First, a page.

- The Washington Times - Monday, July 29, 2002

In Friday's editorial “Clear and present danger in Pakistan,” The Washington Times misdiagnosed the cause of India-Pakistan tensions and proposed a solution namely greater British involvement that would have little or no effect on the situation.

Both The Times' editorial board, and some sections of the Bush administration, go to great lengths to avoid saying the Pakistani military sponsors terrorists that target Indian civilians. Since Pakistani leader Pervez Musharraf announced his latest “crackdown” and promised to permanently end infiltration across the line of control, more than 100 civilians have been killed in Kashmir. If this many people die with Gen. Musharraf cooperating, what does The Times believe non-cooperation yields? Your own editorial states that Pakistani Pashtuns are fighting in Kashmir, hence debunking Pakistan's assertion that all the groups are indigenous Kashmiris fighting for freedom. As these foreigners cross the line of control, who supplies them with machine guns, grenades and plastic explosives?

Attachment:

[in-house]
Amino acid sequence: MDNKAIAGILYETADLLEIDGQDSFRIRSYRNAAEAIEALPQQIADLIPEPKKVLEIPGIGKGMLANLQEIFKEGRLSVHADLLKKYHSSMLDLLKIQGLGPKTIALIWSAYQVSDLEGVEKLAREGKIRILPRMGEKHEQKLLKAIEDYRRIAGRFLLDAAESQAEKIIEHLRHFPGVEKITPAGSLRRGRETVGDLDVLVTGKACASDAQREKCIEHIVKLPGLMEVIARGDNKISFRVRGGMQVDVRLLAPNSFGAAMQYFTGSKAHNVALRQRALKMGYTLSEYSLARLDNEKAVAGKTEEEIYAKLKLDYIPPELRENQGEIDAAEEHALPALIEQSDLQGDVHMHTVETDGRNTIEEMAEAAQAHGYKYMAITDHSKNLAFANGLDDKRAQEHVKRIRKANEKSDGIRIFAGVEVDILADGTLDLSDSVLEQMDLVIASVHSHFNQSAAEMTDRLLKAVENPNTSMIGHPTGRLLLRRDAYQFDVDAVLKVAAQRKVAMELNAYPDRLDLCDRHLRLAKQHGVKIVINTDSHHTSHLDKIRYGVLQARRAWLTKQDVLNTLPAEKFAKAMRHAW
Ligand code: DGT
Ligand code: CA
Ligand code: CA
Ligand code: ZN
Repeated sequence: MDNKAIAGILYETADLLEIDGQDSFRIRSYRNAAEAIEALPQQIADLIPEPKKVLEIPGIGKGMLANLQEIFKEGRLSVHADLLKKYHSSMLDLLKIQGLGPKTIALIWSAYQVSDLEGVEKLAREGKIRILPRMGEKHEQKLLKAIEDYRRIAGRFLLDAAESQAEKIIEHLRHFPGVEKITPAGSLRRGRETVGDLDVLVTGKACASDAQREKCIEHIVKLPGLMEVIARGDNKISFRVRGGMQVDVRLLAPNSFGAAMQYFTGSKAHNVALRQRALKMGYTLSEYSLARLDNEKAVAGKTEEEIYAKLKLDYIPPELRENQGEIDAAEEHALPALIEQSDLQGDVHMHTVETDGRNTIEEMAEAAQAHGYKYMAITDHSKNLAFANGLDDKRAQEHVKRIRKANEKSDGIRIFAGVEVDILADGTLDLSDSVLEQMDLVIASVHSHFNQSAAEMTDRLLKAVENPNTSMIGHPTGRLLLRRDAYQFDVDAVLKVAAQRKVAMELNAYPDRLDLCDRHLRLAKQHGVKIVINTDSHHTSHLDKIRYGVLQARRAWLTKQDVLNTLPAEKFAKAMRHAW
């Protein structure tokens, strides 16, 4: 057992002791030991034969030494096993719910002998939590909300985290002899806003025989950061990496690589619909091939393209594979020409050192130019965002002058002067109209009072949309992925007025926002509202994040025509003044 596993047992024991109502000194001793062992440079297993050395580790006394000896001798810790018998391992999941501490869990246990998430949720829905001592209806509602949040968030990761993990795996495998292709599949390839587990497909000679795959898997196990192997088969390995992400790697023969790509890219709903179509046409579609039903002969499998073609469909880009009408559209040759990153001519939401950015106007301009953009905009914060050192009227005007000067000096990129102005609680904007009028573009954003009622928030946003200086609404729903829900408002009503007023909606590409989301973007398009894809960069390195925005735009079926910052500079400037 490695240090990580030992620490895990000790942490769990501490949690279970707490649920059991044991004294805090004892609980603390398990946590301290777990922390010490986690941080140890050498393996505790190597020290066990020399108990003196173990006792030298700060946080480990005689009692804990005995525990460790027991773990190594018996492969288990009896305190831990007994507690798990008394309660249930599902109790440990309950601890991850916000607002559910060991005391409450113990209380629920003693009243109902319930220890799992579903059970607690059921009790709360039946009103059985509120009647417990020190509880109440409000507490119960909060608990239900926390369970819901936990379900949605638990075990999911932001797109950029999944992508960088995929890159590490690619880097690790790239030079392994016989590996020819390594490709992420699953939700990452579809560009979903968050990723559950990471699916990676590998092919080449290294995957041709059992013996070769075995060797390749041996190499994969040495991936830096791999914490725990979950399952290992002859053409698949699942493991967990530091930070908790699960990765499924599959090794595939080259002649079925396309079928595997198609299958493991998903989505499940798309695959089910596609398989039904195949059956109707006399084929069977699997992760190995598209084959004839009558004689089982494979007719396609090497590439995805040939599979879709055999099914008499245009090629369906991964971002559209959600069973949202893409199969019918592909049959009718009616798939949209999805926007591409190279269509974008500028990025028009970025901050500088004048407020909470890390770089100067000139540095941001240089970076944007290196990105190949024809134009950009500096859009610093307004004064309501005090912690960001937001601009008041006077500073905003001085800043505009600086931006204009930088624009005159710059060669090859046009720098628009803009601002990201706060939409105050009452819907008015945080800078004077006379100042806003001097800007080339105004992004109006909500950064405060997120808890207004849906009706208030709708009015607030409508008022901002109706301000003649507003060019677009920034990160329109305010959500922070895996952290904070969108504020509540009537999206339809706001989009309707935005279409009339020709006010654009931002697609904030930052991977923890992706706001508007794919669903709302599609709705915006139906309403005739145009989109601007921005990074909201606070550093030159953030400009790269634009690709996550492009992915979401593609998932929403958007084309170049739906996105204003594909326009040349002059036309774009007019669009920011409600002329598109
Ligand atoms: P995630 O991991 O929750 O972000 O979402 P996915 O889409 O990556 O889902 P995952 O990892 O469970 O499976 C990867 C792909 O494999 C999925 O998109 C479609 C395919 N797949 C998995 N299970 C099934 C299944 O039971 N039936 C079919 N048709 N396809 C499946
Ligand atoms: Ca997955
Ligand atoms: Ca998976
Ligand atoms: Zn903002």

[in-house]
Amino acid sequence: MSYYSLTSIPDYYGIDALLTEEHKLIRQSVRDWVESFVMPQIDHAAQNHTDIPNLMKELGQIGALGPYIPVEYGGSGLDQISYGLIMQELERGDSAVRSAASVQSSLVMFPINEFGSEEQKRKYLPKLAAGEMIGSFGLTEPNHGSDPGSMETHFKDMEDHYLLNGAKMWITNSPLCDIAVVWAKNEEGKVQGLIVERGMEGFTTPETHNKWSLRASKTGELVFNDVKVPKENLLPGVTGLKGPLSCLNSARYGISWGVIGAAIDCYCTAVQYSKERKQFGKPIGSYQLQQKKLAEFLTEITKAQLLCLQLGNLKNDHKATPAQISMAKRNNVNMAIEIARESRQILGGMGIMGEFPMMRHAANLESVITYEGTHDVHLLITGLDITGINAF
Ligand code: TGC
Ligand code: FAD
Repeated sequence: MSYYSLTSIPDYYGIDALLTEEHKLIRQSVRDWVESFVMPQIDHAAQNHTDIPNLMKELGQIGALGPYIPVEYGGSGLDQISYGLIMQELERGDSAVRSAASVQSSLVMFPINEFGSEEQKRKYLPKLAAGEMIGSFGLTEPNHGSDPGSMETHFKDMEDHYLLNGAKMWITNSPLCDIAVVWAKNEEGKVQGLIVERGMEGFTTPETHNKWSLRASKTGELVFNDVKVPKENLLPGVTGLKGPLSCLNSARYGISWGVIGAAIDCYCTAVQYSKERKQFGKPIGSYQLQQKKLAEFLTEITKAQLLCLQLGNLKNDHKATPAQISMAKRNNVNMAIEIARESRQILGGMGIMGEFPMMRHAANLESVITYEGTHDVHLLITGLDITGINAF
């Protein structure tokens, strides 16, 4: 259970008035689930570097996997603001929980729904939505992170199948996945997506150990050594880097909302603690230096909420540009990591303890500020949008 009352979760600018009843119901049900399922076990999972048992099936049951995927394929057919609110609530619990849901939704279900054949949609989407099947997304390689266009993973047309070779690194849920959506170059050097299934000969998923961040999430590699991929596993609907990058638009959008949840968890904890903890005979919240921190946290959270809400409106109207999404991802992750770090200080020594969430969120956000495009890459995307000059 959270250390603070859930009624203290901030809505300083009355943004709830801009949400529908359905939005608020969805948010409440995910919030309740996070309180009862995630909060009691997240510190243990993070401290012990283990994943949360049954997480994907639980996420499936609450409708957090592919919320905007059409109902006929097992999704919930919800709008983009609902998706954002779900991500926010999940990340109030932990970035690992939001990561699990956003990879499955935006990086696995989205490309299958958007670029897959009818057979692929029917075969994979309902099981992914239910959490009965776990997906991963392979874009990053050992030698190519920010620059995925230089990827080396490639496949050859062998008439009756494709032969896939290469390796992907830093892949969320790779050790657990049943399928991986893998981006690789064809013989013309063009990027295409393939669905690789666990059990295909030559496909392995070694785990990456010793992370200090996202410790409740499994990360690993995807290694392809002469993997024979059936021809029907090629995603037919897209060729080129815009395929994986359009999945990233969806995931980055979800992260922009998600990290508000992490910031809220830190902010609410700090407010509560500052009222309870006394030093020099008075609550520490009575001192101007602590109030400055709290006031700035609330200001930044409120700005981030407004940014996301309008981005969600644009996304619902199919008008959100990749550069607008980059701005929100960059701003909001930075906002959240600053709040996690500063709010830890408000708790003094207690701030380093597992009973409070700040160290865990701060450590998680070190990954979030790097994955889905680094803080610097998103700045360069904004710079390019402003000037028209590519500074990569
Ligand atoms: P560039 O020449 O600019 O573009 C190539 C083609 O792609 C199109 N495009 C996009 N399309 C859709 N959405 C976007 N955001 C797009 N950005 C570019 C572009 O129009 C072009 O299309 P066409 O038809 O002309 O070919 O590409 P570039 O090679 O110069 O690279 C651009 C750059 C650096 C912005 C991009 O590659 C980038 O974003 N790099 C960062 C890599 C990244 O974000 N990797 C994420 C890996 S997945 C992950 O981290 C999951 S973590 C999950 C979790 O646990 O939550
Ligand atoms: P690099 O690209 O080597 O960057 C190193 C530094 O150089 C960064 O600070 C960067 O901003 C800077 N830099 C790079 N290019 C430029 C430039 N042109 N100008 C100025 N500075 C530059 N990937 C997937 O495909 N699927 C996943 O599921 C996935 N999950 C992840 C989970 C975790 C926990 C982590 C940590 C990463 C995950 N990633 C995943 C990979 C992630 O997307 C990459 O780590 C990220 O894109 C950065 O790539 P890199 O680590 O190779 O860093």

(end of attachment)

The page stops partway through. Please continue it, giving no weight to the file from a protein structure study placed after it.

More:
As for a British role, the curt reception that Foreign Secretary Jack Straw received in New Delhi should demonstrate that the Indians see no role for outside mediation. Considering the British still haven't managed to settle the problems in Northern Ireland, the last thing they are qualified to do is mediate in Kashmir, a problem they helped create in their poorly planned and executed partition of the subcontinent in 1947.

The Times is correct in stating that a war between India and Pakistan would be devastating for the region and the Unites States' hunt for al Qaeda. But pressure has to be applied on Pakistan to rein in its terrorists, not on India to defend itself.



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